To address mental health, we need to build a compassionate society, not just websites

Mental health campaigners are putting pressure on government to take more fundamental action on the mental health crisis this Mental Health Awareness Week.

Alex Serafimov
10 October 2019, 11.52am
Time to Change/Newscast Online, all rights reserved

In the UK, 14 million people - one in five - live in poverty. The welfare state has shrunk, there have been drastic cuts to local authority budgets, and many social services have been eliminated. Austerity is continuing, child poverty is approaching record highs, the NHS remains underfunded, many mental health wards are crumbling and decrepit, there is a growing shortage of psychiatrists, especially in child and adolescent mental health services, and waiting times for mental health treatment are increasing.

In this context, it is unsurprising that more than four out of five people exhibit the early signs of poor mental health, approximately one in four people experience a mental health problem each year, and one in eight children and young people have at least one mental disorder.

This nationwide crisis brought together mental health campaigners and practitioners, service user groups, unions, and the public at the Mental Health Crisis Summit 2019 in London at the end of September. It was organised by Health Campaigns Together, Keep Our NHS Public, and Mental Health – Time for Action. Themes that ran through the event included how poverty contributes to mental ill health and how structural change is needed, demands for an end to austerity and the underfunding of the NHS, calls for the social model of health to become standard and UK law, demands for the end of the ‘hostile environment’ in the NHS, and discussions about how service users must be prioritised in any conversation about mental health.

At the summit, Rachel Bannister, co-founder of Mental Health – Time for Action, shared her daughter’s moving personal experience of stretched and inadequate child and adolescent mental health services. Denise McKenna, co-founder of the Mental Health Resistance Network, criticised both the medical model and abuses within mental health services. Film director Ken Loach sadly relayed cases of suicide in response to the hopelessness of insecure and low-paid work, and Jon Ashworth, Shadow Health Secretary, discussed how mental and physical wellbeing can be secured by dealing with social and economic problems such as poverty and inequality. He told the conference, “Delivering social wellbeing isn’t just about legislating, but about dealing with the wider social and economical determinants of ill health.”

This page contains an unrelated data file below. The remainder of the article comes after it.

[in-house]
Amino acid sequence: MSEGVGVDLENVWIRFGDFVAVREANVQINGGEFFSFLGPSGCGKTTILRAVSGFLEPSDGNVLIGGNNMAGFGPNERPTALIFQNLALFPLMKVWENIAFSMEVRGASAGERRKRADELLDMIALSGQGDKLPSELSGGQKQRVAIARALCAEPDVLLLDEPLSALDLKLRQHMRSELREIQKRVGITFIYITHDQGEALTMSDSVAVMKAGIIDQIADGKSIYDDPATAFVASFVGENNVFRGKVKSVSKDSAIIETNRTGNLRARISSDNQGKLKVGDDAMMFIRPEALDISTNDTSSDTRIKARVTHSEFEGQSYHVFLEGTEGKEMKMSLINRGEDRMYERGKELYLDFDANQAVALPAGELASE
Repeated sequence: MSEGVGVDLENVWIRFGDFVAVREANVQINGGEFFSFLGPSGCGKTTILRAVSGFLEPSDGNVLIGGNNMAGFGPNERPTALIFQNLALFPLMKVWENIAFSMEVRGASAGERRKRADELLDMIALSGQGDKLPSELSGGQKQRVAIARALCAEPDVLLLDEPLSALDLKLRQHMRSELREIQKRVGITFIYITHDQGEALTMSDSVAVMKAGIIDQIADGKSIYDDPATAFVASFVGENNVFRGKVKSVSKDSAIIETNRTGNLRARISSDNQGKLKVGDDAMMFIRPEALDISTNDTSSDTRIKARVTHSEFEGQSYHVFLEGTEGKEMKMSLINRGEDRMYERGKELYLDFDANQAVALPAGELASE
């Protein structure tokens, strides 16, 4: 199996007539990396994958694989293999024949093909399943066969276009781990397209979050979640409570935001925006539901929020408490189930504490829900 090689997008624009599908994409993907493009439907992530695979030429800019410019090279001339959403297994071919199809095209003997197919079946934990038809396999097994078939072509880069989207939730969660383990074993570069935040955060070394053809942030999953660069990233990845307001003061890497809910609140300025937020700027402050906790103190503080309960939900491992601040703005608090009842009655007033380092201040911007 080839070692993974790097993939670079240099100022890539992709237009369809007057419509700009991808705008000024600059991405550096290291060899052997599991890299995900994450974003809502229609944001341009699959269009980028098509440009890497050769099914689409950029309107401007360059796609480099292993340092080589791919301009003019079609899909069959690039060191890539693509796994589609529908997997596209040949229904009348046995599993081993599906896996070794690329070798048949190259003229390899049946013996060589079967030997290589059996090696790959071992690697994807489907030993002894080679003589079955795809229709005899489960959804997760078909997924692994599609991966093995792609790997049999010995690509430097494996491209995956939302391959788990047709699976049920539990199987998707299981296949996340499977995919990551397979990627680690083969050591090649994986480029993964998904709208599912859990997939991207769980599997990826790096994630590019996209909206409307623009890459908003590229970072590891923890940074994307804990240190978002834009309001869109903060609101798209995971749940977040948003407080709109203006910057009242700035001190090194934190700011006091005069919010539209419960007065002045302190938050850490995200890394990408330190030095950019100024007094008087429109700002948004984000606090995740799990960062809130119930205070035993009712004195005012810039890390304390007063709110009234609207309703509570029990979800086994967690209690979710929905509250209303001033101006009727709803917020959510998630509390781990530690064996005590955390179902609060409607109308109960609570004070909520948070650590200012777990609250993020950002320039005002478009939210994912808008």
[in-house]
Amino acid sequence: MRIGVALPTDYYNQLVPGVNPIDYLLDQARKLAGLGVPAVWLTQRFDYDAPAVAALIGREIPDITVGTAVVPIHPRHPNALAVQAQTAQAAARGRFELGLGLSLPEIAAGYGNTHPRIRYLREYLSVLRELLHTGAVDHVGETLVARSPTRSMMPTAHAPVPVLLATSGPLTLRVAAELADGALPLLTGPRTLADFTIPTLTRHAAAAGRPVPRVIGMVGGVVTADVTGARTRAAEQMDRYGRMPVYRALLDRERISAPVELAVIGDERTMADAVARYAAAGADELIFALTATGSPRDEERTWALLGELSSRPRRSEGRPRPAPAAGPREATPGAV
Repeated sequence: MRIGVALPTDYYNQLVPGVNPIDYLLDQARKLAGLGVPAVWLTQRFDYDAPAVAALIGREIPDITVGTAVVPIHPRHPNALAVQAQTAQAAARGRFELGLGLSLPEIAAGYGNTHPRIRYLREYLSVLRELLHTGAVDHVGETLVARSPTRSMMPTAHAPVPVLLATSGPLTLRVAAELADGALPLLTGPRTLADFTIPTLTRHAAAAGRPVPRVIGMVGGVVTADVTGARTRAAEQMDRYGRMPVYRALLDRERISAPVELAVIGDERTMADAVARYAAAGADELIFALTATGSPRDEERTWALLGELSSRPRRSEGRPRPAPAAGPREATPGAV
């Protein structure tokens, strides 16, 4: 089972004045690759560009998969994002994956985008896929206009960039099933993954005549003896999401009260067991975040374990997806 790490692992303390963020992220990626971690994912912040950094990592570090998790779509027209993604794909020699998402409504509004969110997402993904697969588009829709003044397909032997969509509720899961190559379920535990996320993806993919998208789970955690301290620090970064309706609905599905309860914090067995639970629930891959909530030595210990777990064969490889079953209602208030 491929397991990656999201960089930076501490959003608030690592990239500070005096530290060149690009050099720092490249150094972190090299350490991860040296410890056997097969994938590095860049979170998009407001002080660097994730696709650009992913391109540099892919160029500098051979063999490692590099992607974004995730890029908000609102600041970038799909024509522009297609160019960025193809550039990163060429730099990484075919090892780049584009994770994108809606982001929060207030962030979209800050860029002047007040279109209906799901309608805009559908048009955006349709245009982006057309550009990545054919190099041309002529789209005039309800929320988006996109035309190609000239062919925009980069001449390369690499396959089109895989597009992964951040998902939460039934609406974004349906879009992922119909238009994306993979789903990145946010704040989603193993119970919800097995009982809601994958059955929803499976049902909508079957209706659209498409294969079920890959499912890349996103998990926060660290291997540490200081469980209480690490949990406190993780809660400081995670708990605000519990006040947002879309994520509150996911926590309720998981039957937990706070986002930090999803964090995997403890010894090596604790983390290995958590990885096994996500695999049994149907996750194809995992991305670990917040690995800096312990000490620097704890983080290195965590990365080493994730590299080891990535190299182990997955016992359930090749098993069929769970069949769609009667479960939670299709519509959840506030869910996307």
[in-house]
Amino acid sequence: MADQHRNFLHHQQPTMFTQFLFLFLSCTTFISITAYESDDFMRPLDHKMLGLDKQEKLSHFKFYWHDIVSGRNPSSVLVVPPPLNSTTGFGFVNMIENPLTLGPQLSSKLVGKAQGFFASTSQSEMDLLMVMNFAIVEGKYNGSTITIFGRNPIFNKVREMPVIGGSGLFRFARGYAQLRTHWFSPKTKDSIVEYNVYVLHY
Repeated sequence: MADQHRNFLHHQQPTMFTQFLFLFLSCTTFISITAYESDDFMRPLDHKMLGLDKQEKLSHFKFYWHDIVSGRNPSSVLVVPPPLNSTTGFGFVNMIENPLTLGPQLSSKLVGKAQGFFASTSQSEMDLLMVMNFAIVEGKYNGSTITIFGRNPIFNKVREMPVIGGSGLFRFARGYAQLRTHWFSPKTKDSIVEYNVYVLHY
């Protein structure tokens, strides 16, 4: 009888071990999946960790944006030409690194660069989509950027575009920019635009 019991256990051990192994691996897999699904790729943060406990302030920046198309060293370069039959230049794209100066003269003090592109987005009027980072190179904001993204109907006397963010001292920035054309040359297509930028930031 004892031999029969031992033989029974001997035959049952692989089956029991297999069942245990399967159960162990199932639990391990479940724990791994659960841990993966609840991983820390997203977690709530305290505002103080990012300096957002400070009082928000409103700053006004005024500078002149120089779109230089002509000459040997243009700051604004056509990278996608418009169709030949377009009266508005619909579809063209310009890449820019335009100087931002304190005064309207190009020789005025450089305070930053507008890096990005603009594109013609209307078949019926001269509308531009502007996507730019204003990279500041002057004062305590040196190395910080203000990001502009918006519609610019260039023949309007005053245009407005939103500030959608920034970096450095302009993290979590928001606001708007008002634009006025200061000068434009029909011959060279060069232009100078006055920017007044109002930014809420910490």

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Earlier this #mentalhealthawarenessweek the government made two announcements. The first was a £35 million, five-year research programme on adolescent mental ill health which explores biological and environmental factors, as well as upbringing. Apparently the programme “will build a better understanding of the adolescent mind to improve the standards of care available”. It also aims to uncover ways to “reduce instances of anti-social behaviour, substance abuse or low educational attainment”.

The second is a mental health campaign and resource called Every Mind Matters, which launched with a star-studded, anti-stigma short film. Its online Mind Plan quiz asks users about their mood, sleep, anxiety, and stress, and offers simple advice. It also asks users what has been worrying them, listing their personal life and relationships; money, work and housing; life changes and difficult times; health issues; traumatic events; and addiction as factors which have negative impacts on mental health. As the film says, “Everyone knows that feeling, when life gets on top of us”.

So both the research programme and Every Mind Matters pay attention to the social and economic determinants of mental health – as they should. but the government must acknowledge the part their own austerity policies have played in the mental ill health of so many.

And these initiatives have issues. The research programme’s aim to study the “adolescent mind” as if it were a standardised phenomenon which may be at the root of young people’s mental issues, is problematic. Also, because the programme aims to reduce anti-social acts, it is an attempt to alter young people’s behaviour rather than just prioritising their mental wellbeing. Further, an integrated mental and physical health quiz, available alongside Every Mind Matters’ Mind Plan, asks users how they feel on a spectrum of insensitively named options from “Feeling Calm” to “Totally wound up”, “Lean and mean” to “Fat and flabby”, and “Down in the dumps” to “Over the moon”. This kind of stigmatising language must not be used and shows a lack of understanding by this government.

Although mental health research, anti-stigma campaigns, and online resources can be helpful, the socio-economic issues which contribute to mental ill health also require more urgent and widespread intervention. Poverty and inequality must be reduced, and the welfare state revived. More than studies and websites, we need to build a compassionate society. It is only through campaigns like the Mental Health Crisis Summit, and a social and economic transformation, that we can turn the promise of these new government initiatives into a reality.

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